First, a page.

For Readers: This book will appeal to middle grade readers as well as, um, everyone on the planet. Buy this for the kids in your life and tell them to pass it on to siblings, parents, grandparents. I’m serious. Everybody needs to read this book and its appeal is so broad, so human, that it will charm and touch each person who comes in contact with it. Of all my recent reads, this one is most likely to stand the test of time. It is a modern classic in my head already and it hasn’t even come out! Yes, I know I’m gushing, but I’m totally allowed.

For Writers: It isn’t often that writers achieve the ultimate goal of transparency, as LaFleur does here. There are some writers, of course, who thrive on their trademark voice, who use it everywhere as an indelible stamp. LaFleur has a style, sure, but as a writer, she completely disappears into Aubrey’s voice, she spins her words without once interrupting the “fictive dream” to call attention to a flourish of writing, a clever joke, an important moment. Most writers, whether consciously or not, just can’t quite get themselves out of their own writing. Not LaFleur. What you see here is all Aubrey, all the time. Please read it. If it doesn’t change your writing, and I’m not sure it will because its lessons are very subtle and complex, it will change the way you see character and it will redefine your boundaries of how deeply into a fictional soul you can go.

The Reassurance Query

So, I was talking to a writer today and they said something many writers have thought before:

I wish I could just query agents, even if the book isn’t finished yet, just to see if they like my idea and if they’ll request it.

As and agent and as a writer who has done the reassurance/ego-stroking/tell-me-I’m-not-crazy-with-this-book-idea query, I say unto this writer and all others pondering this same path: Don’t. Do. It.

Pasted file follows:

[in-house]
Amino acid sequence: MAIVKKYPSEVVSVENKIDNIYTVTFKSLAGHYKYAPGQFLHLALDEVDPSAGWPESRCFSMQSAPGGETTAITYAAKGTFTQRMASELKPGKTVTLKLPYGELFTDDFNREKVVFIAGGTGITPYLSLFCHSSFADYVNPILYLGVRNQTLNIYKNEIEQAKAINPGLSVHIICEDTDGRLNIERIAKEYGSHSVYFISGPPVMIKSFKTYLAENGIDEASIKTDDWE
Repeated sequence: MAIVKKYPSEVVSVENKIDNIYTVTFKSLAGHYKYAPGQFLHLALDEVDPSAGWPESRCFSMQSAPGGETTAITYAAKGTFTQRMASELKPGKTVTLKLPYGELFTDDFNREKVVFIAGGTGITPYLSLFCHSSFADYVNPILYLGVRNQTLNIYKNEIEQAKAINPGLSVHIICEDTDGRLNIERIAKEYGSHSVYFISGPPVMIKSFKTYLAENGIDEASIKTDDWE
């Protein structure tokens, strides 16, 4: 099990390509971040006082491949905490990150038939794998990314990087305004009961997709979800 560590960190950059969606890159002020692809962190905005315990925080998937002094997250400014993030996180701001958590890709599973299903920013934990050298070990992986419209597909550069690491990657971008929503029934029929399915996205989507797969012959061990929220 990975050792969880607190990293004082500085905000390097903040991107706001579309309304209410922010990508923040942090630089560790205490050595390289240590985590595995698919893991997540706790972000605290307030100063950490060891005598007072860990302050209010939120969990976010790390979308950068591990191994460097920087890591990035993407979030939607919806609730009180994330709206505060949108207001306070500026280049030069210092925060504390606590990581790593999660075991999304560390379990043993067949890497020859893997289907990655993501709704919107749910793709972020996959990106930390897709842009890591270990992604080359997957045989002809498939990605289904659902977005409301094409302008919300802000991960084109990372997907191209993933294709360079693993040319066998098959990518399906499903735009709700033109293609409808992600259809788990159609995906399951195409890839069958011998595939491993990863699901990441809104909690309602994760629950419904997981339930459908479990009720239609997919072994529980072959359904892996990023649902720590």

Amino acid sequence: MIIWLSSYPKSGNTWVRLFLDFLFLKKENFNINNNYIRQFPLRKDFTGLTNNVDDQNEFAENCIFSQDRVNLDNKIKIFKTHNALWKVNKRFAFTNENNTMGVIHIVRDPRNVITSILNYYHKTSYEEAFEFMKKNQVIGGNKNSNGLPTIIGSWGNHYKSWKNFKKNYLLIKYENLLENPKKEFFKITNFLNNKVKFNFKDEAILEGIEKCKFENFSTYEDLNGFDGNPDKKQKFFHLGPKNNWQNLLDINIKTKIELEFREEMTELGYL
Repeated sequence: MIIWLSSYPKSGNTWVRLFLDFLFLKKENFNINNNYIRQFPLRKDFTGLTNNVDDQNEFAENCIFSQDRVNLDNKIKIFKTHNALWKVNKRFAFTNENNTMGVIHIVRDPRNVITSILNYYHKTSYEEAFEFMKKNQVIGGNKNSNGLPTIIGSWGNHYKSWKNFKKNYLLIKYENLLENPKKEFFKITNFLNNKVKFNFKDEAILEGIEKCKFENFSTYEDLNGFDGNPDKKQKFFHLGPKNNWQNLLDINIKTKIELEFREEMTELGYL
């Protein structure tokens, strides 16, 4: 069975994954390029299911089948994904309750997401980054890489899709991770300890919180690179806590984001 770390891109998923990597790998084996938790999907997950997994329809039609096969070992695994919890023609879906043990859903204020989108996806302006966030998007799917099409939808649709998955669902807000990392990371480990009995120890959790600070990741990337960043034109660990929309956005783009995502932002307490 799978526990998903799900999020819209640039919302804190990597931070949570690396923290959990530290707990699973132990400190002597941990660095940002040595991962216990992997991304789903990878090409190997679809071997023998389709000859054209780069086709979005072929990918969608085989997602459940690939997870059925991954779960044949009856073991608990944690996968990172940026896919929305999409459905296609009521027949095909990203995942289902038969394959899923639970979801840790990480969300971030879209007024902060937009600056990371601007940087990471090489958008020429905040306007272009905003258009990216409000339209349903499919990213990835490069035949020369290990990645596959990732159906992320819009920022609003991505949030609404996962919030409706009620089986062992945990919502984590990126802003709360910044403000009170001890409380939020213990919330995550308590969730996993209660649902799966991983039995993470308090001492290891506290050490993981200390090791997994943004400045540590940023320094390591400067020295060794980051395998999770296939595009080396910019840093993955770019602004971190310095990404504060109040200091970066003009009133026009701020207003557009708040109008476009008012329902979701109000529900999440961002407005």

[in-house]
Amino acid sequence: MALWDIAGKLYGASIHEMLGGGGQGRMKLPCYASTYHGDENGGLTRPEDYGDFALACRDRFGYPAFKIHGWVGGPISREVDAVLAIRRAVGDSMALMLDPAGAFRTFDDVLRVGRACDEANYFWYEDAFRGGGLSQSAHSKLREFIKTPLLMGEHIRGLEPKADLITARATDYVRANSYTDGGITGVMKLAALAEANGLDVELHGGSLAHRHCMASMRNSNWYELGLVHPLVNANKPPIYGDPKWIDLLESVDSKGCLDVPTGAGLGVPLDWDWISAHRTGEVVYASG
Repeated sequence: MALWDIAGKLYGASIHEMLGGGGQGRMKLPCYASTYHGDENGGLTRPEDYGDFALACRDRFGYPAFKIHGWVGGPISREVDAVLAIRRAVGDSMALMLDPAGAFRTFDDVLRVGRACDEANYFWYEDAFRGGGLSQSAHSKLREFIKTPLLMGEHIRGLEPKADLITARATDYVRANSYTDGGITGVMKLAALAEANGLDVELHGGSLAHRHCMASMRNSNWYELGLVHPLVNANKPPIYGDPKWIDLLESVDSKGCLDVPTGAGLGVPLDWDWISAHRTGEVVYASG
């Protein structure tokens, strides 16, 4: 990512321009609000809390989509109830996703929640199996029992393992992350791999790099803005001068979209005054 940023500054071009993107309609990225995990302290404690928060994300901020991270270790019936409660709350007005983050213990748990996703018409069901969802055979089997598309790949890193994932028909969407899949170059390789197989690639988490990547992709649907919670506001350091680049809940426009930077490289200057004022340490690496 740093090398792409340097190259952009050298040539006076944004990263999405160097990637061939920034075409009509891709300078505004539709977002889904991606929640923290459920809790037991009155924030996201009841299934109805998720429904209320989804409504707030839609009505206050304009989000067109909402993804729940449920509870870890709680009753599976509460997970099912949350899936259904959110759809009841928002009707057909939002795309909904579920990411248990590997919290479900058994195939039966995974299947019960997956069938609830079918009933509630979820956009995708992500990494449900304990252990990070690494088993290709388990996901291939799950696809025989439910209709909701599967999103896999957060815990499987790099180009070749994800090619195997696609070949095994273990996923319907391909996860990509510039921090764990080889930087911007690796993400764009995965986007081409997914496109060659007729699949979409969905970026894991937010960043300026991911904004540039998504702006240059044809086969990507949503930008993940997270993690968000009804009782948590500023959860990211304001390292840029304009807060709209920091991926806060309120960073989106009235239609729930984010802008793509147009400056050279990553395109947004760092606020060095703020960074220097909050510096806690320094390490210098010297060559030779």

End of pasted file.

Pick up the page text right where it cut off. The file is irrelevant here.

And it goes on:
I know you will, against my advice. I know that writers misjudge the words “I’m ready” all the time. I know it’s part of my job to read reassurance queries and gently hint to writers that they may not be ready for publication yet with every rejection I send. I know that the most resounding lessons are learned through experience, through querying, through feedback. I know. But this way, I feel like I’ve at least said my piece about it.

First, let me say that I know why you reassurance query. It would be so very nice to know that an agent likes your idea and whatever sample pages enough to request more of your manuscript before you sink a year or two into writing something that could go nowhere. But here’s the problem: they might request more of your manuscript…and what will you send them?

Nobody wants to hear about the really awesome Christmas present they’re getting…in July. I assume that you’re querying me because you have a book you want me to sell. My job isn’t to stroke your ego, at least not until you’re my client and we’re working together. I can’t be expected to give feedback to everyone who sends along an idea. Don’t clog up my inbox with queries for things that aren’t done, just because you want reassurance that you’re on the right track.

If you need reassurance, get a critique group. If you need reassurance from someone in the industry who’ll be a good judge of whether your project is saleable or not, go to a writers conference and pay for a critique. At a conference, at least, you’ve paid for my time and I’ll happily oblige. Maybe find a freelance editor. See if any agents or editors or industry types are auctioning off critiques or giving them away on their blogs.

Most of these options, as you might guess, cost money, but such is life. If you don’t have an agent or a finished manuscript yet, you can’t expect someone in the industry to make you feel better for free. There are not enough hours in the day and, besides, I can’t really tell how good your project is until I see it finished. An idea and a snappy first 15 pages are one thing…the execution of that idea and the rest of the pages are what will either make you or break you.

But again, I know humans. And I know writers. And sometimes humans and writers are even one and the same! (Just kidding!) So I know I will get reassurance queries for as long as I have a slush pile. It’s part of the service I provde, and at the end of the day, I can make peace with that.